I used to think that allowing myself to eat whatever I want would mean having a very unhealthy diet. I imagined that if I let myself eat whatever took my fancy, I would end up living exclusively on processed junk and fatty, sugary foods. Over the years I have found that it is the total opposite. In fact, the more I listen to myself and tune in, the more I make a point of eating what I truly want, the healthier my diet becomes. It's when I don't listen to myself, when I don't make the time and effort to feed myself food I like that I tend to veer away from my ideal of a healthy diet.
Take this last week as an example. It's been mad busy and, for lots of reasons, we've been out of our usual routine. I have found myself constantly rushed and behind schedule and as a result I have not made the time to tune in and ask myself what I really wanted to eat. On the other hand, I made sure that my son and my partner were well looked after - my son has a thing for sweet-corn and mushrooms and avocados at the moment so there were plenty of those in the fridge and I made a point of preparing J's favourite spicy bacon pasta sauce for him to have on the night I was out. And yet on the one evening I was at home on my own I didn't make time to plan ahead and think about what I might want to eat like I had done for the rest of my family. I just thought: "The fridge is full of food, I'll cobble something together...".
By the time I had put my toddler to bed and answered a few emails I was hungry and ready to eat. I looked in the fridge and nothing really appealed, I was too tired and hungry to be creative and whip up something yummy from the kitchen cupboard staples and I didn't want to wait 45 minutes for the sushi delivery man (my no fail fallback option - I always fancy sushi!).
The result? I ended up picking at a piece of cheddar that had seen better days, a little bowl of peanuts, a couple of crackers with butter and marmite and a slice of leftover birthday cake. Although I don't think of any of these foods as particularly unhealthy, and sometimes they are just what I fancy eating, they don't really fit in with my ideal of a healthy meal most importantly because that is not what I really wanted to eat at the time.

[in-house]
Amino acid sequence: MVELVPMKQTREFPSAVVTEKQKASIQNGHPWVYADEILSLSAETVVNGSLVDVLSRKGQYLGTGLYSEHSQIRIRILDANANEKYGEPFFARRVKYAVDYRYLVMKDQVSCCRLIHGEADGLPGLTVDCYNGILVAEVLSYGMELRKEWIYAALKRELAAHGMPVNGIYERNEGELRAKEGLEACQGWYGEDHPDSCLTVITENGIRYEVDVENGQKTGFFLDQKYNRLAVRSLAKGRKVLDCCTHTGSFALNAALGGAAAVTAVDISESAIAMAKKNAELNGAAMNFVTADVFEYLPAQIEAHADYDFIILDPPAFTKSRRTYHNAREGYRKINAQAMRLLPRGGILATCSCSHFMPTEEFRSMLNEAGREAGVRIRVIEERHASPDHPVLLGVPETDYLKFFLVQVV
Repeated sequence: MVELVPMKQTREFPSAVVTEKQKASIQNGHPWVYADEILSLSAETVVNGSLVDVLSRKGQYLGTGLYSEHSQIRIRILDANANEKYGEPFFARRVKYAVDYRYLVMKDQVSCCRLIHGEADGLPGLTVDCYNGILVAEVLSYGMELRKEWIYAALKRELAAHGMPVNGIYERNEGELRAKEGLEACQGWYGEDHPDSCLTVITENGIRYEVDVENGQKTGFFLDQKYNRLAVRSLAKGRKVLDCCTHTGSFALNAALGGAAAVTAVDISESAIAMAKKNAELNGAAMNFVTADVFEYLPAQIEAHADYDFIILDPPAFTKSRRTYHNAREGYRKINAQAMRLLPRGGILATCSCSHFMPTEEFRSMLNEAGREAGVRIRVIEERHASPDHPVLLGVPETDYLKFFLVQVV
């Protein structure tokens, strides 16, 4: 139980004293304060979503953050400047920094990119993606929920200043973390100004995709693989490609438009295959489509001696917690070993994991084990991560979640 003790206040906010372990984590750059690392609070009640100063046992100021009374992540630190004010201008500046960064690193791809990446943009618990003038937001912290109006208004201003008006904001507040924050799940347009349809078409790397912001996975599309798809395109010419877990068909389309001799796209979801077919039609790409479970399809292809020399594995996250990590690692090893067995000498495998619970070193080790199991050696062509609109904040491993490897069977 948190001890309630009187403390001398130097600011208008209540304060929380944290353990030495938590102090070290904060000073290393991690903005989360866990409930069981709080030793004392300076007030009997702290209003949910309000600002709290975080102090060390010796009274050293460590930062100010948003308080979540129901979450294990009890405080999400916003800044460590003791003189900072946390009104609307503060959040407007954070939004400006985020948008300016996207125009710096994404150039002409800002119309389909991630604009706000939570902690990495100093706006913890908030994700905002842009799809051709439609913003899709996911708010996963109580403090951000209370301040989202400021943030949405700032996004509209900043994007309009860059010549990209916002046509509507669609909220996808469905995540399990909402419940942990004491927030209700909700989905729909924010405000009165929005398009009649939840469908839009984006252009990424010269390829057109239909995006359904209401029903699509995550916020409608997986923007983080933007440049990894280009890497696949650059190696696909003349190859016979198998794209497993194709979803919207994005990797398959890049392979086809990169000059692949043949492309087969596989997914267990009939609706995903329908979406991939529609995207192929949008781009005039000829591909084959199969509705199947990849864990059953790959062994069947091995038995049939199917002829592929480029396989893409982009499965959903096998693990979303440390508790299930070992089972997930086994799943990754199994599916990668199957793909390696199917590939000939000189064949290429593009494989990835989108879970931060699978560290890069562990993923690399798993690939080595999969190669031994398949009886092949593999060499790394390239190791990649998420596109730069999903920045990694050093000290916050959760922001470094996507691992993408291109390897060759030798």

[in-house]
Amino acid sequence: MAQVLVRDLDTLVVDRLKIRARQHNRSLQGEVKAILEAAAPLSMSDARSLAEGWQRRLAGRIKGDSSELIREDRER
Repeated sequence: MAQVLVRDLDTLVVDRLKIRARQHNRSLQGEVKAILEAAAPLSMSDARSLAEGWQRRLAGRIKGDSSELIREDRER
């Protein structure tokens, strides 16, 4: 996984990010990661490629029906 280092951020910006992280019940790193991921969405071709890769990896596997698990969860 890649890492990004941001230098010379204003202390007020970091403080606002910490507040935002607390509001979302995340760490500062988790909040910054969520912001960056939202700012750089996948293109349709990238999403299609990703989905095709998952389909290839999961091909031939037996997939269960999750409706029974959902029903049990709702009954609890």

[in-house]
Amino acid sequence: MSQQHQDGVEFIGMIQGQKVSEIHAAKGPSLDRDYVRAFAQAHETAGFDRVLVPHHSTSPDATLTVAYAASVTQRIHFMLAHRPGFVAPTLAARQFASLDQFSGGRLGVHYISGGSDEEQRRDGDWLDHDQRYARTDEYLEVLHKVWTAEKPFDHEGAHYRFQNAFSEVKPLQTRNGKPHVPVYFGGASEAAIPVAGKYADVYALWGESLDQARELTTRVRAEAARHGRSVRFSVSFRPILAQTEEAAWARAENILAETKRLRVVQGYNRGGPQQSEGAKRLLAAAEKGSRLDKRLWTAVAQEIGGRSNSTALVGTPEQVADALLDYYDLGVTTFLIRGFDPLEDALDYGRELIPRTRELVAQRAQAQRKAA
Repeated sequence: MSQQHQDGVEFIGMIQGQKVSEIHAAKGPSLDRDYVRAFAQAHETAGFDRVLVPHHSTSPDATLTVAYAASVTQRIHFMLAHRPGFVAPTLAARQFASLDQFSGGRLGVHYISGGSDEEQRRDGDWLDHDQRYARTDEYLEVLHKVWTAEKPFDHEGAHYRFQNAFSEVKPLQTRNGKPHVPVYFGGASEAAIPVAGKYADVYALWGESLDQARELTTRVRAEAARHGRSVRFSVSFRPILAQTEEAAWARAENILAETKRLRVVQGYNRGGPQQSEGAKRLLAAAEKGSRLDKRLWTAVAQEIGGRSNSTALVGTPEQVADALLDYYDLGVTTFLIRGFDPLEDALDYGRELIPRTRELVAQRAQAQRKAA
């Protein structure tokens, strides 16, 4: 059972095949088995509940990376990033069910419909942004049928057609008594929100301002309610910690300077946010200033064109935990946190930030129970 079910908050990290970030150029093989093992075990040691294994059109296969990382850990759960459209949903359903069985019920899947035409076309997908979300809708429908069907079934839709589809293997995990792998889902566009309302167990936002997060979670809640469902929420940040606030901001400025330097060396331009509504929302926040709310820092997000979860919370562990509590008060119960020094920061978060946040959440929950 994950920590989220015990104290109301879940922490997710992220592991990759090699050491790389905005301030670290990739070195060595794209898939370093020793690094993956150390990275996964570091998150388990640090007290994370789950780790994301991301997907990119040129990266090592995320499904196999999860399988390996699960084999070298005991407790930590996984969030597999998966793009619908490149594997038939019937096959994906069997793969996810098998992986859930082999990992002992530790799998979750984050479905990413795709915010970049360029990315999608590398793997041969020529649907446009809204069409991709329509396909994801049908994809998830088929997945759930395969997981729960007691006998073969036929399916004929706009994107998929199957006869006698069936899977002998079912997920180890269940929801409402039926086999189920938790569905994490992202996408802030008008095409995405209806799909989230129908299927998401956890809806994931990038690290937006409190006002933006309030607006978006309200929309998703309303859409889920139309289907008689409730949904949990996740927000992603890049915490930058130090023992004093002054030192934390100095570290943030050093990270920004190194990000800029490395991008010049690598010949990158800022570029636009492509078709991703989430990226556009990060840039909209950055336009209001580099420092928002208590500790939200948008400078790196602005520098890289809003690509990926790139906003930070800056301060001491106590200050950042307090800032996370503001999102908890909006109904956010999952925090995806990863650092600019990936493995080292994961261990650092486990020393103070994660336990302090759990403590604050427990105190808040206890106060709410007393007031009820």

As I sat there eating glumly I tuned in and realised that what I really fancied was a steaming hot bowl of creamy tomato soup with a slice of crusty sourdough bread topped with a chunk of tangy goats cheese. I also realised that if I'd put myself a little nearer to the top of my priorities list I could have nipped to the shops to get the ingredients earlier on in the day. All I would have had to do then is shove the tomatoes into the oven to slow roast (while I did bath and bed) and then zap them with my trusty blender, unwrap the cheese, slice the bread and I'd be eating this yummy - and in my opinion healthy - meal instead of the disappointing compromise I was looking at.
So to answer the question in the title of this post: yes. I do believe that I can eat whatever I want and have a healthy diet. In fact, I think it is the only way to have a healthy diet.
It's when I put myself last (and aren't we women sooo good at that?), when I don't make time, when I don't look after myself that I end up eating foods that don't nourish and satisfy me instead of foods that do just that and that are made with real, fresh ingredients that I like and taste good. That's my definition of a healthy diet.
What's yours? How much time do you make for yourself - to listen and to tune in to what you really want?